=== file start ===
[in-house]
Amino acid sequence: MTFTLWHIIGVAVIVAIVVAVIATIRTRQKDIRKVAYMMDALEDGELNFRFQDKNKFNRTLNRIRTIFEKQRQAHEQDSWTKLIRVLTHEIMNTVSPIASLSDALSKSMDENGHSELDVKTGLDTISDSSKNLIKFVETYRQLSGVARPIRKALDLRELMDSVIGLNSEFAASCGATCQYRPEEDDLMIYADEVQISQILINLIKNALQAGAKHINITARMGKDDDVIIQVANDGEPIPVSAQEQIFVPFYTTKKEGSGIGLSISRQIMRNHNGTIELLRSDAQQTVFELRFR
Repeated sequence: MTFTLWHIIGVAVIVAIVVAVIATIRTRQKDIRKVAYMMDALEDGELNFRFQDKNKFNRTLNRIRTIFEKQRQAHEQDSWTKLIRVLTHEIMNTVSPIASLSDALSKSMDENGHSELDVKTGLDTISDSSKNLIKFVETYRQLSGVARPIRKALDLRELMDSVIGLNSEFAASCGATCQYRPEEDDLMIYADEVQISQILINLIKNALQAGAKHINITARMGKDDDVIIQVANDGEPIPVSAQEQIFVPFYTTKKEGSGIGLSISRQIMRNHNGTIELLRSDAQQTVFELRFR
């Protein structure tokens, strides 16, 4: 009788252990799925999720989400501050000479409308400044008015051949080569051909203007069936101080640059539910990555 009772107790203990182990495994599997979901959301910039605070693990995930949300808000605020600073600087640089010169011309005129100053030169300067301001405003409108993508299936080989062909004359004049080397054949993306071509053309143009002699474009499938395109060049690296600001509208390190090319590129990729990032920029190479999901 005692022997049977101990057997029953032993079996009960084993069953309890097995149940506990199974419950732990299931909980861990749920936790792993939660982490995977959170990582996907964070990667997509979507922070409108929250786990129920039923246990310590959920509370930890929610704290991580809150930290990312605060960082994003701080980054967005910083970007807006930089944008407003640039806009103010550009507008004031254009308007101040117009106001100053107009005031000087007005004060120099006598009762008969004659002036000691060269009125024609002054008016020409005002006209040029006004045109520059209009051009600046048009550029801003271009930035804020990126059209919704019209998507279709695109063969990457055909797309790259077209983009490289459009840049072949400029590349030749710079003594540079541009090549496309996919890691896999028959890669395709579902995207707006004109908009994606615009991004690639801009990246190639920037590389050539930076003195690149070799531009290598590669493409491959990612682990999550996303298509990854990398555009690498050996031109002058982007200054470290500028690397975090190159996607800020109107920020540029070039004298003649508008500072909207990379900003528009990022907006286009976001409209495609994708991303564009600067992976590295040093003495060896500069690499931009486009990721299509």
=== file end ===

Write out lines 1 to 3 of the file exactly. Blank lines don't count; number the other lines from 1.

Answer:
[in-house]
Amino acid sequence: MTFTLWHIIGVAVIVAIVVAVIATIRTRQKDIRKVAYMMDALEDGELNFRFQDKNKFNRTLNRIRTIFEKQRQAHEQDSWTKLIRVLTHEIMNTVSPIASLSDALSKSMDENGHSELDVKTGLDTISDSSKNLIKFVETYRQLSGVARPIRKALDLRELMDSVIGLNSEFAASCGATCQYRPEEDDLMIYADEVQISQILINLIKNALQAGAKHINITARMGKDDDVIIQVANDGEPIPVSAQEQIFVPFYTTKKEGSGIGLSISRQIMRNHNGTIELLRSDAQQTVFELRFR
Repeated sequence: MTFTLWHIIGVAVIVAIVVAVIATIRTRQKDIRKVAYMMDALEDGELNFRFQDKNKFNRTLNRIRTIFEKQRQAHEQDSWTKLIRVLTHEIMNTVSPIASLSDALSKSMDENGHSELDVKTGLDTISDSSKNLIKFVETYRQLSGVARPIRKALDLRELMDSVIGLNSEFAASCGATCQYRPEEDDLMIYADEVQISQILINLIKNALQAGAKHINITARMGKDDDVIIQVANDGEPIPVSAQEQIFVPFYTTKKEGSGIGLSISRQIMRNHNGTIELLRSDAQQTVFELRFR